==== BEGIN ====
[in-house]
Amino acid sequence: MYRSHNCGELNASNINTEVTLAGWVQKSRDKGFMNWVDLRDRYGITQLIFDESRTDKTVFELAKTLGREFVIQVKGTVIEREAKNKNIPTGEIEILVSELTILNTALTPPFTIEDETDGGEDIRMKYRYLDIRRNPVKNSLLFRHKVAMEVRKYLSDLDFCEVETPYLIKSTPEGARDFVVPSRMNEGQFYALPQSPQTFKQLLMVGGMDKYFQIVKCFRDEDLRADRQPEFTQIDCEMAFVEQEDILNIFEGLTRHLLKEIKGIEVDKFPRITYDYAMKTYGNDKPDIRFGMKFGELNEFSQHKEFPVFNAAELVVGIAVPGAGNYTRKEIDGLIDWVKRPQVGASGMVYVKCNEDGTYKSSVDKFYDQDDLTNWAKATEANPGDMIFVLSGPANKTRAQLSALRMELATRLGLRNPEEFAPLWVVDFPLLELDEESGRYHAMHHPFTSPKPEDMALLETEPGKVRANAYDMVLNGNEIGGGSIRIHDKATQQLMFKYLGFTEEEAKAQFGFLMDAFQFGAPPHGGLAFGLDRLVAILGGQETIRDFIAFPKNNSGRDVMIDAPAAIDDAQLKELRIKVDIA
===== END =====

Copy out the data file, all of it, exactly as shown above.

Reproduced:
[in-house]
Amino acid sequence: MYRSHNCGELNASNINTEVTLAGWVQKSRDKGFMNWVDLRDRYGITQLIFDESRTDKTVFELAKTLGREFVIQVKGTVIEREAKNKNIPTGEIEILVSELTILNTALTPPFTIEDETDGGEDIRMKYRYLDIRRNPVKNSLLFRHKVAMEVRKYLSDLDFCEVETPYLIKSTPEGARDFVVPSRMNEGQFYALPQSPQTFKQLLMVGGMDKYFQIVKCFRDEDLRADRQPEFTQIDCEMAFVEQEDILNIFEGLTRHLLKEIKGIEVDKFPRITYDYAMKTYGNDKPDIRFGMKFGELNEFSQHKEFPVFNAAELVVGIAVPGAGNYTRKEIDGLIDWVKRPQVGASGMVYVKCNEDGTYKSSVDKFYDQDDLTNWAKATEANPGDMIFVLSGPANKTRAQLSALRMELATRLGLRNPEEFAPLWVVDFPLLELDEESGRYHAMHHPFTSPKPEDMALLETEPGKVRANAYDMVLNGNEIGGGSIRIHDKATQQLMFKYLGFTEEEAKAQFGFLMDAFQFGAPPHGGLAFGLDRLVAILGGQETIRDFIAFPKNNSGRDVMIDAPAAIDDAQLKELRIKVDIA